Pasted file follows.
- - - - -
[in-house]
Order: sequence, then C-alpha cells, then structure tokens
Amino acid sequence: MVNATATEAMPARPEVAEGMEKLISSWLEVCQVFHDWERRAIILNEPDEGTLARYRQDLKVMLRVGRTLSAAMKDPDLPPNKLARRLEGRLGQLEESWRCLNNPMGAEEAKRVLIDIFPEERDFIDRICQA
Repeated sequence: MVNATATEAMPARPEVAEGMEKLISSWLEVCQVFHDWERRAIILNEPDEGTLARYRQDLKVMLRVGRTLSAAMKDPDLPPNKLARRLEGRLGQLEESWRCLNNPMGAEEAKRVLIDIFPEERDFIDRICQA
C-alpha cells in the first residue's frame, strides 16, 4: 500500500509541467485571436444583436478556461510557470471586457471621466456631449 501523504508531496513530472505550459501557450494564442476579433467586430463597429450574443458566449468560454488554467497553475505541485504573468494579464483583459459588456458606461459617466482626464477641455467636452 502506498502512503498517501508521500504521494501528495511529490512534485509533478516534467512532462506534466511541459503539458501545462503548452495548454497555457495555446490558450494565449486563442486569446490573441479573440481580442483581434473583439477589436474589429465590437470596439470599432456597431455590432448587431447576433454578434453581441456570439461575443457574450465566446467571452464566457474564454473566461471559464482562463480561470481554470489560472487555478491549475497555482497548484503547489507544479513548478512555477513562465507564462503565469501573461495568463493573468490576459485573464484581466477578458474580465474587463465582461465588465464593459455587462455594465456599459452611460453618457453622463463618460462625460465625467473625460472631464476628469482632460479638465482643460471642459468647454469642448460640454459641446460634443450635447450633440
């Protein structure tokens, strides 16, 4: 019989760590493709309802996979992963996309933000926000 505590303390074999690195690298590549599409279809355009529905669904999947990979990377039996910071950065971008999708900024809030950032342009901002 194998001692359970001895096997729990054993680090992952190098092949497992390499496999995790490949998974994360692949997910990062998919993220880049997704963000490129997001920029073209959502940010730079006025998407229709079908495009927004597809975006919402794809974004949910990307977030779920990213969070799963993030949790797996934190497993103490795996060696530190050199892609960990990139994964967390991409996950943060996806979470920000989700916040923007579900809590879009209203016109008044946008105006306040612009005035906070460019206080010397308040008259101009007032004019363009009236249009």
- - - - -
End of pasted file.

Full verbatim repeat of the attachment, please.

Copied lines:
[in-house]
Order: sequence, then C-alpha cells, then structure tokens
Amino acid sequence: MVNATATEAMPARPEVAEGMEKLISSWLEVCQVFHDWERRAIILNEPDEGTLARYRQDLKVMLRVGRTLSAAMKDPDLPPNKLARRLEGRLGQLEESWRCLNNPMGAEEAKRVLIDIFPEERDFIDRICQA
Repeated sequence: MVNATATEAMPARPEVAEGMEKLISSWLEVCQVFHDWERRAIILNEPDEGTLARYRQDLKVMLRVGRTLSAAMKDPDLPPNKLARRLEGRLGQLEESWRCLNNPMGAEEAKRVLIDIFPEERDFIDRICQA
C-alpha cells in the first residue's frame, strides 16, 4: 500500500509541467485571436444583436478556461510557470471586457471621466456631449 501523504508531496513530472505550459501557450494564442476579433467586430463597429450574443458566449468560454488554467497553475505541485504573468494579464483583459459588456458606461459617466482626464477641455467636452 502506498502512503498517501508521500504521494501528495511529490512534485509533478516534467512532462506534466511541459503539458501545462503548452495548454497555457495555446490558450494565449486563442486569446490573441479573440481580442483581434473583439477589436474589429465590437470596439470599432456597431455590432448587431447576433454578434453581441456570439461575443457574450465566446467571452464566457474564454473566461471559464482562463480561470481554470489560472487555478491549475497555482497548484503547489507544479513548478512555477513562465507564462503565469501573461495568463493573468490576459485573464484581466477578458474580465474587463465582461465588465464593459455587462455594465456599459452611460453618457453622463463618460462625460465625467473625460472631464476628469482632460479638465482643460471642459468647454469642448460640454459641446460634443450635447450633440
């Protein structure tokens, strides 16, 4: 019989760590493709309802996979992963996309933000926000 505590303390074999690195690298590549599409279809355009529905669904999947990979990377039996910071950065971008999708900024809030950032342009901002 194998001692359970001895096997729990054993680090992952190098092949497992390499496999995790490949998974994360692949997910990062998919993220880049997704963000490129997001920029073209959502940010730079006025998407229709079908495009927004597809975006919402794809974004949910990307977030779920990213969070799963993030949790797996934190497993103490795996060696530190050199892609960990990139994964967390991409996950943060996806979470920000989700916040923007579900809590879009209203016109008044946008105006306040612009005035906070460019206080010397308040008259101009007032004019363009009236249009």